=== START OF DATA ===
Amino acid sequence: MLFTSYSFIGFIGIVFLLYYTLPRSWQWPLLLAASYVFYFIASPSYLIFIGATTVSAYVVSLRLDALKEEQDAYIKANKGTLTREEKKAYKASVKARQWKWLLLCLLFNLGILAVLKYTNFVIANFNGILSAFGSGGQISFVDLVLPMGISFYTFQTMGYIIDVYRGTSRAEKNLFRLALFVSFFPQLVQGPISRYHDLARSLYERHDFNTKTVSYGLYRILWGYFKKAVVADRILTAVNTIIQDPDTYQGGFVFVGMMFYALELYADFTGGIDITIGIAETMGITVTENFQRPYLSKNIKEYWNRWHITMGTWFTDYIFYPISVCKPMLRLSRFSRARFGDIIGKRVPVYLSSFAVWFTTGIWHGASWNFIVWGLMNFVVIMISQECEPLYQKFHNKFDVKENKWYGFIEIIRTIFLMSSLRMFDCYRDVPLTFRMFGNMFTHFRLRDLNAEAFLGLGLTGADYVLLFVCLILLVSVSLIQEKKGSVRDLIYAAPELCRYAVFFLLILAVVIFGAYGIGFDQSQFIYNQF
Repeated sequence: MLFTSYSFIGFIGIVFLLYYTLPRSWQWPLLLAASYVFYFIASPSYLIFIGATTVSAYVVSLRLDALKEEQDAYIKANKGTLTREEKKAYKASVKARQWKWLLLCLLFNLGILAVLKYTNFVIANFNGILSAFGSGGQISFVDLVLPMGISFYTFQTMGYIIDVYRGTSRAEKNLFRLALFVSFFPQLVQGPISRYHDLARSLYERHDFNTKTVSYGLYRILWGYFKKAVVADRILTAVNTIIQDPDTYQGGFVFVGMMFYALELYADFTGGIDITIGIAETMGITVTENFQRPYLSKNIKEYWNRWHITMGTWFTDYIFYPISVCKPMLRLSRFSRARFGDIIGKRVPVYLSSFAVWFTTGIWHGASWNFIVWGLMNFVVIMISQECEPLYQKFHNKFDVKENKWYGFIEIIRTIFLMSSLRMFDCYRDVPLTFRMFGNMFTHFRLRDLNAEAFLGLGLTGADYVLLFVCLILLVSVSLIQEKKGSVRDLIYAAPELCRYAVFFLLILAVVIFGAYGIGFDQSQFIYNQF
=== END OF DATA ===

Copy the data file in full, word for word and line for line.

Amino acid sequence: MLFTSYSFIGFIGIVFLLYYTLPRSWQWPLLLAASYVFYFIASPSYLIFIGATTVSAYVVSLRLDALKEEQDAYIKANKGTLTREEKKAYKASVKARQWKWLLLCLLFNLGILAVLKYTNFVIANFNGILSAFGSGGQISFVDLVLPMGISFYTFQTMGYIIDVYRGTSRAEKNLFRLALFVSFFPQLVQGPISRYHDLARSLYERHDFNTKTVSYGLYRILWGYFKKAVVADRILTAVNTIIQDPDTYQGGFVFVGMMFYALELYADFTGGIDITIGIAETMGITVTENFQRPYLSKNIKEYWNRWHITMGTWFTDYIFYPISVCKPMLRLSRFSRARFGDIIGKRVPVYLSSFAVWFTTGIWHGASWNFIVWGLMNFVVIMISQECEPLYQKFHNKFDVKENKWYGFIEIIRTIFLMSSLRMFDCYRDVPLTFRMFGNMFTHFRLRDLNAEAFLGLGLTGADYVLLFVCLILLVSVSLIQEKKGSVRDLIYAAPELCRYAVFFLLILAVVIFGAYGIGFDQSQFIYNQF
Repeated sequence: MLFTSYSFIGFIGIVFLLYYTLPRSWQWPLLLAASYVFYFIASPSYLIFIGATTVSAYVVSLRLDALKEEQDAYIKANKGTLTREEKKAYKASVKARQWKWLLLCLLFNLGILAVLKYTNFVIANFNGILSAFGSGGQISFVDLVLPMGISFYTFQTMGYIIDVYRGTSRAEKNLFRLALFVSFFPQLVQGPISRYHDLARSLYERHDFNTKTVSYGLYRILWGYFKKAVVADRILTAVNTIIQDPDTYQGGFVFVGMMFYALELYADFTGGIDITIGIAETMGITVTENFQRPYLSKNIKEYWNRWHITMGTWFTDYIFYPISVCKPMLRLSRFSRARFGDIIGKRVPVYLSSFAVWFTTGIWHGASWNFIVWGLMNFVVIMISQECEPLYQKFHNKFDVKENKWYGFIEIIRTIFLMSSLRMFDCYRDVPLTFRMFGNMFTHFRLRDLNAEAFLGLGLTGADYVLLFVCLILLVSVSLIQEKKGSVRDLIYAAPELCRYAVFFLLILAVVIFGAYGIGFDQSQFIYNQF